That is the positive. For a while, everyone released dates for people to come back, but then they’d push them back. Now we are seeing the dates hold. Companies are going back. The large, global companies, though, are going back with a form of hybrid work. Some tell their employees which days to come in. Some are letting their workers choose. You can tell when you are out and about: Tuesdays, Wednesdays and Thursdays you see more activity. Mondays and Fridays seem to be the most popular days for people to work from home.
Are you seeing any differences in the performance of office real estate downtown versus in the suburbs?
Kaduce: Our two largest office markets are the CBD and western suburbs. The suburbs are performing quite a bit better than our downtowns are. That’s partially because a lot of our larger companies are in the CBD. Those larger companies are still working out how they are going to handle the return to work. You can see the difference between the suburbs and CBD when you look at vacancy rates.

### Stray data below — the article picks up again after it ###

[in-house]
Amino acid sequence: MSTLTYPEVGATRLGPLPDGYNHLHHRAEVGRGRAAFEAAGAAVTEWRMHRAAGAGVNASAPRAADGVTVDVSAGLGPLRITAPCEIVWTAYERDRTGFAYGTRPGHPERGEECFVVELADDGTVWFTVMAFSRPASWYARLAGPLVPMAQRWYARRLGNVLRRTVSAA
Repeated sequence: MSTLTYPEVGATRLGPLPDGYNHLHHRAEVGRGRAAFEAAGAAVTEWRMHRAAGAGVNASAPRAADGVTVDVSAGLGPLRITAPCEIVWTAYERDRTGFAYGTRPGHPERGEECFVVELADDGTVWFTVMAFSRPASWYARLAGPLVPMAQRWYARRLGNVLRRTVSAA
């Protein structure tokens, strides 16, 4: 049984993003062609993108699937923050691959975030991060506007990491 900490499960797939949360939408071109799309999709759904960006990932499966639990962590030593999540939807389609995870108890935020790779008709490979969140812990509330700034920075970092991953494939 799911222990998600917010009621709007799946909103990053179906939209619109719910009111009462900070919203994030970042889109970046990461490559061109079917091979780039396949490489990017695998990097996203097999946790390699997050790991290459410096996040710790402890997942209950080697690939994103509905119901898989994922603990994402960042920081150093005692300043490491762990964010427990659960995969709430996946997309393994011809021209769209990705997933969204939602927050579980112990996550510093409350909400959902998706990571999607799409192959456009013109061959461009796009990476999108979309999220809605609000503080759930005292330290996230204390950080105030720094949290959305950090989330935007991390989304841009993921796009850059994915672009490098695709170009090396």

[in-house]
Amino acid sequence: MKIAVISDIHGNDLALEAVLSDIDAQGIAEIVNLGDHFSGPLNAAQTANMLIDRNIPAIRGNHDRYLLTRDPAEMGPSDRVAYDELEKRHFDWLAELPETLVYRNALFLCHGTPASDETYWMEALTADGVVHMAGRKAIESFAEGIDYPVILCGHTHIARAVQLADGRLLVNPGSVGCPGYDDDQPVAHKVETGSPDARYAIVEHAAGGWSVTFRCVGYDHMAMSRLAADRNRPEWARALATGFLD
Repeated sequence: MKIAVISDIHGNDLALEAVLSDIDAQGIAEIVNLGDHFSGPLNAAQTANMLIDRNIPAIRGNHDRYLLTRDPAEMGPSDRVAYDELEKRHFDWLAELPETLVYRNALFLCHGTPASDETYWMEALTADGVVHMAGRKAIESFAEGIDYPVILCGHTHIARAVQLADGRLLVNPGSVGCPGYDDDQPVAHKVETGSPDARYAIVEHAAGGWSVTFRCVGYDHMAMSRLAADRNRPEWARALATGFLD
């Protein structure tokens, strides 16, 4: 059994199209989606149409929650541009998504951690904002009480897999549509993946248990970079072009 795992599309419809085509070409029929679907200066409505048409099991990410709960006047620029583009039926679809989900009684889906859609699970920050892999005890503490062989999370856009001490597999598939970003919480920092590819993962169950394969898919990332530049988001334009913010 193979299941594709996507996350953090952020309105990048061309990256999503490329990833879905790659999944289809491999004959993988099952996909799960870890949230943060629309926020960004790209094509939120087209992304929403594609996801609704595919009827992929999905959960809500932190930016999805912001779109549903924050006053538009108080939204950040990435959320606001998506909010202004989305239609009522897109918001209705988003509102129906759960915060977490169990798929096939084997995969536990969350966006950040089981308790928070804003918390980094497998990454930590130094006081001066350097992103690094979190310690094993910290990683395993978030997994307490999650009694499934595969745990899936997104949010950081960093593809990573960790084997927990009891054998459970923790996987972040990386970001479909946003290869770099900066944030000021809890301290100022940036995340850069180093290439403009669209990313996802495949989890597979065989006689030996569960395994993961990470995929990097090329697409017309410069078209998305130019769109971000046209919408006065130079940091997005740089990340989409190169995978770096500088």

That has been the trend we’ve seen throughout COVID. The companies that have autonomy at the local level have generally brought workers back earlier. We have a lot of smaller local and regional companies. We are seeing them bring their workers back to the office.
Have you seen a flight-to-quality, with several companies moving from Class-C and Class-B space to Class-A space today?
Kaduce: We have seen that in the office space. Our rental rates have stayed firm. Not a lot of landlords are dropping their rental rates. But more companies are downsizing the amount of space they need. If they once needed 10,000 square feet, they might now need 5,000. They can then move to a nicer building with better amenities and still spend less. Companies are taking this as an opportunity to upgrade.